Responding to the ban of Amir Muhammad's latest film 'Apa Khabar Orang Kampung', Dr Toh Kin Woon commented:
Healthy debate should be encouraged over different interpretations of history. Contradictions with the official version should not lead to films being banned, he said. "Banning would mean dissenting views and differing interpretations cannot be tolerated and only official interpretations can be disseminated," he added in a statement. "This is clearly contrary to promoting a healthy and mature democracy."
The filmmaker, whose earlier movie Lelaki Komunis Terakhir was also banned last year.
My earlier take on the interpretation of history:
Social contracts must adjust to developments
Khoo Kay Peng
Jun 10, 05 2:38pm
The process of history is central to the understanding of social construction and development of a society. As a student, I was keenly interested in the study of history. Reading about the sacrifices made by our forefathers during the formation an independent Malaysia gave me a sense of duty to continue striving for the growth and success of my motherland.
While appreciating importance of history, I am also aware of the tendency to distort the facts and process of history. It is a well-known fact that the process of documenting history is never apolitical.
The (mis)interpretation of history is a viable tool to promote and pursue political and ideological domination or colonisation. We have heard arguments that the mainstream version of history should be adopted and accepted in toto, without question. In contemporary term, this practice is known as ‘absolutism’ – which is unfortunately a distortion and manipulation in itself.
Post-modernist thinkers posited that there are ‘truths within truth’ and ‘histories within history’. The most dominant version of history may not necessary represent absolute truth but it is merely a viewpoint or an opinion presented by the majority.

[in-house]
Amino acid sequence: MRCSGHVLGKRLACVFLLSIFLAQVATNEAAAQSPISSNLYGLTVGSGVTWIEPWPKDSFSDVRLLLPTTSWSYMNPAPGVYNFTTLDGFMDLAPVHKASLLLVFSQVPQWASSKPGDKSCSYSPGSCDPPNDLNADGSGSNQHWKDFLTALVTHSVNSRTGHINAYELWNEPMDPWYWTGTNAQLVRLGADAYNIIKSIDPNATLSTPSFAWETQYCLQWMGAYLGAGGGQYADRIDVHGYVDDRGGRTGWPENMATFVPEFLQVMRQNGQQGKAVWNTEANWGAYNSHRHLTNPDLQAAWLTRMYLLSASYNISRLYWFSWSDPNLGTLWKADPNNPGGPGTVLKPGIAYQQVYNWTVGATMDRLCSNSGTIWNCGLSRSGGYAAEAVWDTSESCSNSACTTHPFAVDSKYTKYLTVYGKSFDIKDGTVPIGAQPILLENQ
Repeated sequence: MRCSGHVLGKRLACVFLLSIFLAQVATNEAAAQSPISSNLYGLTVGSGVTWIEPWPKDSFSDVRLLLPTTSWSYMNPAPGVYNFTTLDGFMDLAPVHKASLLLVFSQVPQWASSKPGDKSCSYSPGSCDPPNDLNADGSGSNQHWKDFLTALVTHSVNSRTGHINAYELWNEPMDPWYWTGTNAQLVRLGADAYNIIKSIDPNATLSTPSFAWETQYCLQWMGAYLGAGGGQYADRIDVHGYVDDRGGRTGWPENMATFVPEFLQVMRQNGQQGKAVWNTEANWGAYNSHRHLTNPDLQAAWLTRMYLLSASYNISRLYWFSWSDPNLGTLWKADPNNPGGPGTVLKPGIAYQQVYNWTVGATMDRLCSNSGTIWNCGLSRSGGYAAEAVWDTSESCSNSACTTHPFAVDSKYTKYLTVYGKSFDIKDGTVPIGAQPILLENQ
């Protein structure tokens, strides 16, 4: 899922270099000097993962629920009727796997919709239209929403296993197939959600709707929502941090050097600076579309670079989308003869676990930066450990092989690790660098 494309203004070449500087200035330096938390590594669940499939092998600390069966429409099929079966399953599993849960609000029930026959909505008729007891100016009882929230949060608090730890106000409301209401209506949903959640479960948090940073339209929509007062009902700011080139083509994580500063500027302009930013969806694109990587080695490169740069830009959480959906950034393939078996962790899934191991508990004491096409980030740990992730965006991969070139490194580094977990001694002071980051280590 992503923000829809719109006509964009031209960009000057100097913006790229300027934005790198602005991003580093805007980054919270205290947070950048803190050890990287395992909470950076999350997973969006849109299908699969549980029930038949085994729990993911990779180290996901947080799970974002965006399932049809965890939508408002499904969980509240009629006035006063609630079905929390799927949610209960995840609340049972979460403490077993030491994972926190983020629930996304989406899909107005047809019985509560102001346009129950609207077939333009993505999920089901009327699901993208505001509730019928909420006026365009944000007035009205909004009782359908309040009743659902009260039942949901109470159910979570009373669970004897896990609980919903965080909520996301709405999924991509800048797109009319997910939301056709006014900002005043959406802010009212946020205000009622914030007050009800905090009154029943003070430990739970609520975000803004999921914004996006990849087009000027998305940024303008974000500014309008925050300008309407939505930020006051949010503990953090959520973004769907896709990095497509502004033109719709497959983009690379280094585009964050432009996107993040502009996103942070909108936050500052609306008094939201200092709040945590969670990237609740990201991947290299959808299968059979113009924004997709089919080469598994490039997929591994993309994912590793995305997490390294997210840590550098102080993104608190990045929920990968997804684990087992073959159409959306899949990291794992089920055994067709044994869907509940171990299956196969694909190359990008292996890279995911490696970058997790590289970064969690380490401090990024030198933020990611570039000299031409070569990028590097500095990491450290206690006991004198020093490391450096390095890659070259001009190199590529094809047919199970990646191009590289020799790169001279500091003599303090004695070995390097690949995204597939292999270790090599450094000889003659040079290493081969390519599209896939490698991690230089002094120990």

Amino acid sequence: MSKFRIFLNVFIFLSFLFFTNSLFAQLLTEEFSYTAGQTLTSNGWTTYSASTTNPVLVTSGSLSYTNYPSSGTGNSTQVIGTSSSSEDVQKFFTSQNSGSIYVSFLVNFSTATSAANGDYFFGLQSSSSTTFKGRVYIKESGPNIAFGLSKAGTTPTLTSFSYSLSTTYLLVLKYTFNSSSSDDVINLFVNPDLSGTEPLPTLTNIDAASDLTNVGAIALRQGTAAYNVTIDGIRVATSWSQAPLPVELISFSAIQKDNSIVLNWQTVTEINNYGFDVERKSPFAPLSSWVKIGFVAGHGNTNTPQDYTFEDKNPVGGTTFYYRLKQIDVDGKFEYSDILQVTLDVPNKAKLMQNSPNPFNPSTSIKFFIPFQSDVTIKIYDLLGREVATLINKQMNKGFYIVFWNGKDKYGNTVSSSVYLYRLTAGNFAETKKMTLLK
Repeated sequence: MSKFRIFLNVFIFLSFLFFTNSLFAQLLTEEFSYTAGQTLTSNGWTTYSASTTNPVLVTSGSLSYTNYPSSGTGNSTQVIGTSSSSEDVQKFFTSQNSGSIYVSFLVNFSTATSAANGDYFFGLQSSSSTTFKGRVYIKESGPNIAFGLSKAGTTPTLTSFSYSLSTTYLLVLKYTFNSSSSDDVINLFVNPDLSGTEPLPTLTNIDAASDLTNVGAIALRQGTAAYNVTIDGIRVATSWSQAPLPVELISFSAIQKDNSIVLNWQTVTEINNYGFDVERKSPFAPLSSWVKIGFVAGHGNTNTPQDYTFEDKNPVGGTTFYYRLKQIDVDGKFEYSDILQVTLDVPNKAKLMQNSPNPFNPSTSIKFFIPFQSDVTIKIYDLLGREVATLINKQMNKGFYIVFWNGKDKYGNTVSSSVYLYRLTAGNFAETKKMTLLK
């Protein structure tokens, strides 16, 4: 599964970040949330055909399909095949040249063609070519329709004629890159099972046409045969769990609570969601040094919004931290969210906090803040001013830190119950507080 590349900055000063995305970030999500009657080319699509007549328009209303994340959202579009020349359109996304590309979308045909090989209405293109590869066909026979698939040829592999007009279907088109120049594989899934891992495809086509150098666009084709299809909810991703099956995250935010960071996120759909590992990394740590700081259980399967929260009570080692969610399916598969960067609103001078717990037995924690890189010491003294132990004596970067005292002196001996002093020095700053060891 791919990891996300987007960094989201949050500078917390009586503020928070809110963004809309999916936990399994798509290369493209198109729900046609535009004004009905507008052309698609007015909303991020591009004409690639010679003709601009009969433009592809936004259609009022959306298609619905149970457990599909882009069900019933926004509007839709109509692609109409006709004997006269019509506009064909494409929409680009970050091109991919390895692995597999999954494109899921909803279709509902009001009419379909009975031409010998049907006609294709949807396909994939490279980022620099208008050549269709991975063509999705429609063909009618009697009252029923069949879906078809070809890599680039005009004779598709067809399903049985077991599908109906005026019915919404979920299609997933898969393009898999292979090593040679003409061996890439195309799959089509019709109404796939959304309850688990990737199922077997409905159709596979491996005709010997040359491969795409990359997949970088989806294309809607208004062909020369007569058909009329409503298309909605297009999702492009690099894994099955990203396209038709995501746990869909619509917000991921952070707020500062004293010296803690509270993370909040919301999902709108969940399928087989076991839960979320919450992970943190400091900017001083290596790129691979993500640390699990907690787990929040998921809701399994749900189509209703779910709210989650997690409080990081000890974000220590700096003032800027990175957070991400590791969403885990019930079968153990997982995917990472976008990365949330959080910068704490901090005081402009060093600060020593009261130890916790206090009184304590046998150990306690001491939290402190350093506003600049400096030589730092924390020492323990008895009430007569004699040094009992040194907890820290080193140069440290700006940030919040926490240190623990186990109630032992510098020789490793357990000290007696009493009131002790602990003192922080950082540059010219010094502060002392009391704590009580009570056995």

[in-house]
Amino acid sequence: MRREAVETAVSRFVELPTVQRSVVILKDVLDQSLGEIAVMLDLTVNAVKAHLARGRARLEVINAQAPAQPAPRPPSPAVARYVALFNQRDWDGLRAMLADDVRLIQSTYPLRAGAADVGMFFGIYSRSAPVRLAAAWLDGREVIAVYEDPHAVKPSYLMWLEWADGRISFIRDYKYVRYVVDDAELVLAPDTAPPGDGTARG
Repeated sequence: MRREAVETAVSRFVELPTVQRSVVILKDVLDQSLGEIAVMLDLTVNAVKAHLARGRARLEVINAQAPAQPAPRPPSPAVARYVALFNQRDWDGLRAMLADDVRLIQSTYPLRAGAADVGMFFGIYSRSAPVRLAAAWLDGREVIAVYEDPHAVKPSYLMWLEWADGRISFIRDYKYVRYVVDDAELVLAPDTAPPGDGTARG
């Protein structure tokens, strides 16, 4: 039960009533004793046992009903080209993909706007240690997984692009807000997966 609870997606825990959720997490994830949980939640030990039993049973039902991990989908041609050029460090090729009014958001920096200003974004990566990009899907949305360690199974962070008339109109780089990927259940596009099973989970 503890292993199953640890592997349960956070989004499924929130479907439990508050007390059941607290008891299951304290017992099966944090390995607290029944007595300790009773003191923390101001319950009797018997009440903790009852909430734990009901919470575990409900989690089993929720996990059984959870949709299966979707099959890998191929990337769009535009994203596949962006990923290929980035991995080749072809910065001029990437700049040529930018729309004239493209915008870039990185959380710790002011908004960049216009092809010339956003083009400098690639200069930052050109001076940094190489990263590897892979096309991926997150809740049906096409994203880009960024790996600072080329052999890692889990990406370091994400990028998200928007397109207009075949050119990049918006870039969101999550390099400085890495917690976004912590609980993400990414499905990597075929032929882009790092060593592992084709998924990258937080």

In this regard, I find that is it necessary to debate and debunk some of these arguments which try to use the process of history as a convenient tool to disrupt and distort our efforts of nation building.
Firstly, let us examine the historical process leading to the formation of an independent Malaysia. This milestone is critical to the understanding of the social contract purportedly made between the three main communities in Malaya at that time.
A version of history promoted as a dominant viewpoint argues that the contract was primarily about the exchange of Malaysian citizenship for the two immigrant (Chinese and Indian) communities and in return they recognise the rights of the Malays as the natives and the masters of the land.
Hence, proponents of this viewpoint argue that other communities, especially the present generation particularly those of Chinese descent, must accept these rights – both political and socio-economic - unquestionably.
A journalist from Bernama even quoted the first prime minister Tunku Abdul Rahman who told Lee Kuan Yew that ‘... if you refuse to accept that, then we will no longer accept Malaysia’. Obviously, we are aware of Lee’s reaction and the unavoidable historical outcome.